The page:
Angela Y. Davis
Angela Y. Davis is known internationally for her ongoing work to combat all forms of oppression in the U.S. and abroad. Davis is a prolific, wide-ranging, and highly influential philosopher and public intellectual. Over the years she has been active as a student, teacher, writer, scholar, and activist/organizer. She is a living witness to the historical struggles of the contemporary era and her areas of work include the complex relationship between gender, race, and class oppressions, as well as critical studies of incarceration.
She has an international scholarly reputation and has made original contributions in social and political philosophy, critical theory, African American studies, feminist philosophy, and cultural studies (popular music and photography). Her articles and essays have appeared in numerous journals and anthologies, and she is the author of nine books, including Angela Davis: An Autobiography; Women, Race, and Class; Blues Legacies and Black Feminism: Gertrude "Ma" Rainey, Bessie Smith, and Billie Holiday; The Angela Y. Davis Reader; Are Prisons Obsolete?; a new edition of Narrative of the Life of Frederick Douglass; and The Meaning of Freedom.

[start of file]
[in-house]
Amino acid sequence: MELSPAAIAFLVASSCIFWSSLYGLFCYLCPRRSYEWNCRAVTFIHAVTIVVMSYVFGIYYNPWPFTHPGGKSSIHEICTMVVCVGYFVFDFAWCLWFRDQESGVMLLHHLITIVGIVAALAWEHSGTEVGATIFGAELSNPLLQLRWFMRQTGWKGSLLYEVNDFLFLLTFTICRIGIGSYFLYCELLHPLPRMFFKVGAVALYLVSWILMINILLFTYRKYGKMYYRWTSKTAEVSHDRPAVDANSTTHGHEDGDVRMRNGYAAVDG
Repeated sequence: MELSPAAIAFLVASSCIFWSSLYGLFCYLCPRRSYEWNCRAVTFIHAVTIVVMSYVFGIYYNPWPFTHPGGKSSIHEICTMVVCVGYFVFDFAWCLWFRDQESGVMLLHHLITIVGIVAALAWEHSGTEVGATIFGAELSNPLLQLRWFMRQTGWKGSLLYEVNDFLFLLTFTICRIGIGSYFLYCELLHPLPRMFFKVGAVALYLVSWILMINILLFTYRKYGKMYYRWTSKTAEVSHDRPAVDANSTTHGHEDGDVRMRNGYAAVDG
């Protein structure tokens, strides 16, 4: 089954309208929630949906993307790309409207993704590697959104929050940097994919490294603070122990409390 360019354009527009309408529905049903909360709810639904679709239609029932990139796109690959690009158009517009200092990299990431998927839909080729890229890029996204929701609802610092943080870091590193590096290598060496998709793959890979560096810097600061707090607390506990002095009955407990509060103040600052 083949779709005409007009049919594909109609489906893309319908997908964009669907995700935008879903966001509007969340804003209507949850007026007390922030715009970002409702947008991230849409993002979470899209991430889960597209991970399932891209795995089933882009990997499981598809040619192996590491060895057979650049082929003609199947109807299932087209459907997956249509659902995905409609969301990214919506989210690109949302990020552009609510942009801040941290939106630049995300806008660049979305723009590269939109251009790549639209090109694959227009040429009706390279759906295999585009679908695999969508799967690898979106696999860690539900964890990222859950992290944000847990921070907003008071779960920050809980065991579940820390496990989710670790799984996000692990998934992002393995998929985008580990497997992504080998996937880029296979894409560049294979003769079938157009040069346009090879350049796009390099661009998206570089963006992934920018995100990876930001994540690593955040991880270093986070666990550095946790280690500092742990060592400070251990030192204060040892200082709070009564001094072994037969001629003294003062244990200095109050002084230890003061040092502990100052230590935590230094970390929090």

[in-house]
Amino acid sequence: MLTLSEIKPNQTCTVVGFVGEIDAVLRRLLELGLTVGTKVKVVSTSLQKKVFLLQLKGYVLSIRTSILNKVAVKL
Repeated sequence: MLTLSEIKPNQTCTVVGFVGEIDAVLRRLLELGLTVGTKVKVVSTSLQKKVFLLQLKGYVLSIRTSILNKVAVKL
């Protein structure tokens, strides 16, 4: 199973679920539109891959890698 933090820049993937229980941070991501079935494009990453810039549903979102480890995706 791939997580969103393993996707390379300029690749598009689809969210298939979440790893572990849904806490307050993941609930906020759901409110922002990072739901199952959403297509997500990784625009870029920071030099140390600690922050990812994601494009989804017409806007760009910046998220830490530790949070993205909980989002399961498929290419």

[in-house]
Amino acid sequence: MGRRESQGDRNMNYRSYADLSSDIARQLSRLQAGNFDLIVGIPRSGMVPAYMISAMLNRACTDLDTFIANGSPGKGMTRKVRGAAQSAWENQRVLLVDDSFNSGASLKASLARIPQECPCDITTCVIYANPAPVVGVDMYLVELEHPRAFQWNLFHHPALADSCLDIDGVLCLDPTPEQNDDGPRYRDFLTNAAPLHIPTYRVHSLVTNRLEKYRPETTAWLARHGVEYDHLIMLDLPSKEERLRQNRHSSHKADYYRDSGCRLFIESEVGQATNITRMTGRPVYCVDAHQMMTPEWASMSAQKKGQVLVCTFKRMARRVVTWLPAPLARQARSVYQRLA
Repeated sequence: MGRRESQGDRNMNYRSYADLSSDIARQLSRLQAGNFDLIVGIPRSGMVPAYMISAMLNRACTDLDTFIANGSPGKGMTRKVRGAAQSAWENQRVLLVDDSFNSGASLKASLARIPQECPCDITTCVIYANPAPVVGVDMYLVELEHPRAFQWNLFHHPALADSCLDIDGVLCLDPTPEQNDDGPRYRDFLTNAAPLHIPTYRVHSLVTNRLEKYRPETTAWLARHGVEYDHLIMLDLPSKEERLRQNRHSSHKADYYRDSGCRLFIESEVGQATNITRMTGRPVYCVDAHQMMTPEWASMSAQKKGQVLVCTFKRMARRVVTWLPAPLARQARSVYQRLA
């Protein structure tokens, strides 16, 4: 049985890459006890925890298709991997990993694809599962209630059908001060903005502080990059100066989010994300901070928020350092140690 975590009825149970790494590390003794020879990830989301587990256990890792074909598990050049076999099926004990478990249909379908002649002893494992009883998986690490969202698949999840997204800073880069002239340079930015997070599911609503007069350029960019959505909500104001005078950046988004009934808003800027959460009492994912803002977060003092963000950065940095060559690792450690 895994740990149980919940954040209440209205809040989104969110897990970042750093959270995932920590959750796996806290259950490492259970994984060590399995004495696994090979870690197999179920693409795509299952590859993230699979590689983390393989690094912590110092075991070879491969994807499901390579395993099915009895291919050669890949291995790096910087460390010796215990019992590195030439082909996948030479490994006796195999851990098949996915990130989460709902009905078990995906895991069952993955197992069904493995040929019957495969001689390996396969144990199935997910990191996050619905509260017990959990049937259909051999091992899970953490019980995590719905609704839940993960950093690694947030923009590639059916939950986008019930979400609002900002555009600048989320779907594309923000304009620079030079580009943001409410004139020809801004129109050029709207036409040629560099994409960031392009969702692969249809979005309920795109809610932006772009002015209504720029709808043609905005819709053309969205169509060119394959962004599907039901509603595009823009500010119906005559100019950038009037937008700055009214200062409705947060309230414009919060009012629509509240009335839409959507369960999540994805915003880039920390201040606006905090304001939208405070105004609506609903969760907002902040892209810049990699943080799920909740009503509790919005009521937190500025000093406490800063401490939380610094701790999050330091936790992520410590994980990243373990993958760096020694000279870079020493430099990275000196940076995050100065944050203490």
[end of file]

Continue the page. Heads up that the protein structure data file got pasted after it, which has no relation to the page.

Davis’ teaching career has taken her to San Francisco State University, Mills College and the University of California, Berkeley. She also has taught at the University of California, Los Angeles, Vassar College, the Claremont Colleges and Stanford University. She has spent the last fifteen years at the University of California, Santa Cruz where she is now Distinguished Professor Emerita of History of Consciousness, an interdisciplinary doctoral program, and of feminist studies. In 1994, she received the distinguished honor of an appointment to the University of California Presidential Chair in African American and Feminist Studies.